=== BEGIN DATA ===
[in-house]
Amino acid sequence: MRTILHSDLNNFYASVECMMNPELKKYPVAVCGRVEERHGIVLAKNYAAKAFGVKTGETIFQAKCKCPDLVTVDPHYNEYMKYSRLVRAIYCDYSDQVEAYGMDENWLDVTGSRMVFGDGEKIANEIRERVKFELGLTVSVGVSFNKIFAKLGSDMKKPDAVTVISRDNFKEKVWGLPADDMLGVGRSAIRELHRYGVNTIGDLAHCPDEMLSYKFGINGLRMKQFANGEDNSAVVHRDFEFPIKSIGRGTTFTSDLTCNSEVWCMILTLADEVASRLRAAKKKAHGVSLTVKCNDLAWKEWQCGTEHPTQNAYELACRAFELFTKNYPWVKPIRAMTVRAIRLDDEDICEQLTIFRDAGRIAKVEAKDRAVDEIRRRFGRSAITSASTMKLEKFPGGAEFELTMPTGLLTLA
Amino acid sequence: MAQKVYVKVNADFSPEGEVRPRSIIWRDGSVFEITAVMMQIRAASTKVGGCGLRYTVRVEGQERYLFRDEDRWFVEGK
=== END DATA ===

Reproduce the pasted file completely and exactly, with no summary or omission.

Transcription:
[in-house]
Amino acid sequence: MRTILHSDLNNFYASVECMMNPELKKYPVAVCGRVEERHGIVLAKNYAAKAFGVKTGETIFQAKCKCPDLVTVDPHYNEYMKYSRLVRAIYCDYSDQVEAYGMDENWLDVTGSRMVFGDGEKIANEIRERVKFELGLTVSVGVSFNKIFAKLGSDMKKPDAVTVISRDNFKEKVWGLPADDMLGVGRSAIRELHRYGVNTIGDLAHCPDEMLSYKFGINGLRMKQFANGEDNSAVVHRDFEFPIKSIGRGTTFTSDLTCNSEVWCMILTLADEVASRLRAAKKKAHGVSLTVKCNDLAWKEWQCGTEHPTQNAYELACRAFELFTKNYPWVKPIRAMTVRAIRLDDEDICEQLTIFRDAGRIAKVEAKDRAVDEIRRRFGRSAITSASTMKLEKFPGGAEFELTMPTGLLTLA
Amino acid sequence: MAQKVYVKVNADFSPEGEVRPRSIIWRDGSVFEITAVMMQIRAASTKVGGCGLRYTVRVEGQERYLFRDEDRWFVEGK